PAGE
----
This article analyzes the reforms of offshore oil and gas (O&G) regulators in the United Kingdom (the UK), Norway, the United States of America (the USA), and the Netherlands after major accidents in the industry. The reforms introduced a measure to make regulators more independent, and to avoid conflicts of interest by separating economic and risk regulation. This research calls such measure “the functional separation criterion”. In order to identify what makes a regulator independent, this research goes beyond the offshore O&G industry to analyze the theory of independent regulators developed in the field of public administration. This approach evidences that, in contrast to the understanding of independent regulators used in the offshore O&G industry, the independence of regulators in the field of public administration is a multidimensional concept. A multidimensional assessment of the independence of offshore O&G regulators reveals findings that remain hidden if one uses a single and limited approach such as the functional separation criterion.

Responses to major accidental oil spills and gas releases in the offshore O&G industry are not limited only to immediate mitigation and containment actions, but to regulatory measures to prevent them. This article focuses on the independence of regulators as one of the measures adopted in the UK, Norway, the USA, and the Netherlands as a response to major accidents in the offshore O&G industry. The objective of this research is to identify what criteria contribute to the independence of regulators beyond the functional separation criterion.

Firstly, comparative legal research and qualitative research methods such as case studies are used to explain the reorganization of offshore O&G regulators after major accidents. To this purpose, this article analyzes four case studies of regulators that claim to be independent: the Health and Safety Executive (HSE) in the UK, the Petroleum Safety Authority (PSA) in Norway, the Bureau of Safety and Environmental Enforcement (BSEE) in the USA, and the State Supervision of Mines (SSM) in the Netherlands. Secondly, this article applies the theory of independent regulators to offshore O&G regulators.

One of the most traditional definitions describes regulation as “the promulgation of an authoritative set of rules, accompanied by some mechanism, typically a public agency, for monitoring and promoting compliance with these rules” (Baldwin et al., 1998). The core of this notion is that regulation derives from the exercise of a state's authority and involves four elements. Three of these elements are powers, namely rulemaking, monitoring and enforcement. The fourth element is an actor, an authority in charge of executing some or all of those regulatory powers. This paper focuses on the authority in a specific economic activity: offshore oil and gas exploration and production (e&p). For the purpose of this paper, such authority will be called “the regulator”, while its duties will be referred to as “supervision”.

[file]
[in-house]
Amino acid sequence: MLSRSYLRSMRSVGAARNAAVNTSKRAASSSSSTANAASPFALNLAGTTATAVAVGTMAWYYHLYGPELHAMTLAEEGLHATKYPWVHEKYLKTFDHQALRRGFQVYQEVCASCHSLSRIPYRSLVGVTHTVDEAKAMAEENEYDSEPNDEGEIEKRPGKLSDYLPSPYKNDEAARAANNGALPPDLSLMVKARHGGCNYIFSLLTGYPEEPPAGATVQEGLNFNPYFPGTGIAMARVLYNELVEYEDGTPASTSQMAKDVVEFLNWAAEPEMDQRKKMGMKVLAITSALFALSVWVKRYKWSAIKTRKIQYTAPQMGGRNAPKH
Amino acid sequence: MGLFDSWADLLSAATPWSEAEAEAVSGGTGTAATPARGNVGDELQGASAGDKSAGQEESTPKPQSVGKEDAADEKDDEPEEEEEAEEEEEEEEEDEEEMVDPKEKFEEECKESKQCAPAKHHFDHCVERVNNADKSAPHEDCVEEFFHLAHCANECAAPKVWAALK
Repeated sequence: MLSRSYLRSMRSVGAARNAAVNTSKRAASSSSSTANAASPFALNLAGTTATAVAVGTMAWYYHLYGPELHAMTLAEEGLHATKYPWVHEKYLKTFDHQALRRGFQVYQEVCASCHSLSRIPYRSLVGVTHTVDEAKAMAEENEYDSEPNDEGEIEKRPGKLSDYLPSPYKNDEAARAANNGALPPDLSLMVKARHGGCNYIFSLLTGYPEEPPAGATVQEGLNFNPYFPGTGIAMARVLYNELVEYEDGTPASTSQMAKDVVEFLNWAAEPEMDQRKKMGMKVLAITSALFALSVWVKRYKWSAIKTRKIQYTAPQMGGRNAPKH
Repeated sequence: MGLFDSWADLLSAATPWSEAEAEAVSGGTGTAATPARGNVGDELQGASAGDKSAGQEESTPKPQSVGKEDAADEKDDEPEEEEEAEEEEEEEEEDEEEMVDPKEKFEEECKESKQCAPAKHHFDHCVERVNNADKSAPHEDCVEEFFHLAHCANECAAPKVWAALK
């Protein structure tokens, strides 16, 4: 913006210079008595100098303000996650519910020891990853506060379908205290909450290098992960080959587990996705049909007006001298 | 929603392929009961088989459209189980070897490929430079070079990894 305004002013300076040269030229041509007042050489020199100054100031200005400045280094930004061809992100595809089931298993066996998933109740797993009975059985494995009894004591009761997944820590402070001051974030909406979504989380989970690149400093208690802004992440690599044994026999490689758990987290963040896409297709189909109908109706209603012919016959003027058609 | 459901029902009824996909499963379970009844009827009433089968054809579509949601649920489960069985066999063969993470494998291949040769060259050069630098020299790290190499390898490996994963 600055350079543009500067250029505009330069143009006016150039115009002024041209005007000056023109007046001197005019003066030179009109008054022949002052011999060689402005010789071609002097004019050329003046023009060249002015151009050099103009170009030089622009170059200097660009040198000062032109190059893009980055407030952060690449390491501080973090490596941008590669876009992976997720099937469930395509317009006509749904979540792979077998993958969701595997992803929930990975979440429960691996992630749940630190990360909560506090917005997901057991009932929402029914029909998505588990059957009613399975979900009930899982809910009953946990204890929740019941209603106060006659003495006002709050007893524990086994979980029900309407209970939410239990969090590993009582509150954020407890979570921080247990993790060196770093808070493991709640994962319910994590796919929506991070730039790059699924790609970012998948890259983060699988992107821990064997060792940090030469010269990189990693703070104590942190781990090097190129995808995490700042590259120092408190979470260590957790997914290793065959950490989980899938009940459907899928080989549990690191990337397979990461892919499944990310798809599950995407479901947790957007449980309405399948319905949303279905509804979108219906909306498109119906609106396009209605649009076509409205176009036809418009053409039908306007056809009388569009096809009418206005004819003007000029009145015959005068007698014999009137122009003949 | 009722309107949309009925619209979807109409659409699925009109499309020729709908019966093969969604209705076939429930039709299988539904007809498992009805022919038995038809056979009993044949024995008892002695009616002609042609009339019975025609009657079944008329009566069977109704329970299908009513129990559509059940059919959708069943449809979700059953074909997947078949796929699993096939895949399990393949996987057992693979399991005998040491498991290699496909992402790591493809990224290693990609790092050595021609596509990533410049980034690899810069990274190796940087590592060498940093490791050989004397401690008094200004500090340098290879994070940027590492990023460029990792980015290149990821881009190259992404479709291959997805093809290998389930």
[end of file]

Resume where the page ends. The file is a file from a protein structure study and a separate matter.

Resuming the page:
A public regulator is defined as ‘a public institution that seeks to solve problems falling under its purview by steering the behavior of regulated individuals and organizations by implementing and enforcing laws or policies, among other tactics' (Coglianese, 2015). Examples of regulators in the offshore O&G sector abound from around the world: HSE in the UK, PSA in Norway, BSEE in the USA, SSM in the Netherlands, and so forth. The four countries are parties to the International Convention on Oil Pollution, Preparedness, Response and Co-operation, 1990 (OPRC 1990), and their four regulators have authority to ensure that companies implement measures to assess and manage the risks of offshore O&G activities, being oil spills one of the most dangerous for the marine environment. Depending on their focus on health, safety or the environment, the regulator's mechanisms to prevent and respond to oil spills may vary from the assessment of safety cases, management systems, environmental plans, oil pollution emergency plans, contingency plans to oil pollution incidents. The HSE, PSA, BSEE and SSM share best practices on safety, oil spill prevention, preparedness and response in international forums such as the International Regulators Forum.

While the scope and instruments of the HSE, PSA, BSEE, and SSM to prevent oil spills vary, nowadays they share at least a common feature: they mainly focus on risk or social regulation in contrast to economic regulation. Risk regulation centers on issues such as health, safety and the environment, whereas economic regulation focuses on the functioning of markets (Sparrow, 2000). The reason for focusing on risk regulation is related to a concrete characteristic of offshore O&G regulators considered as desirable in the literature (OECD, 2014; Grebe et al., 2014), and mandatory in some jurisdictions (Offshore Safety Directive, 2013): their independence.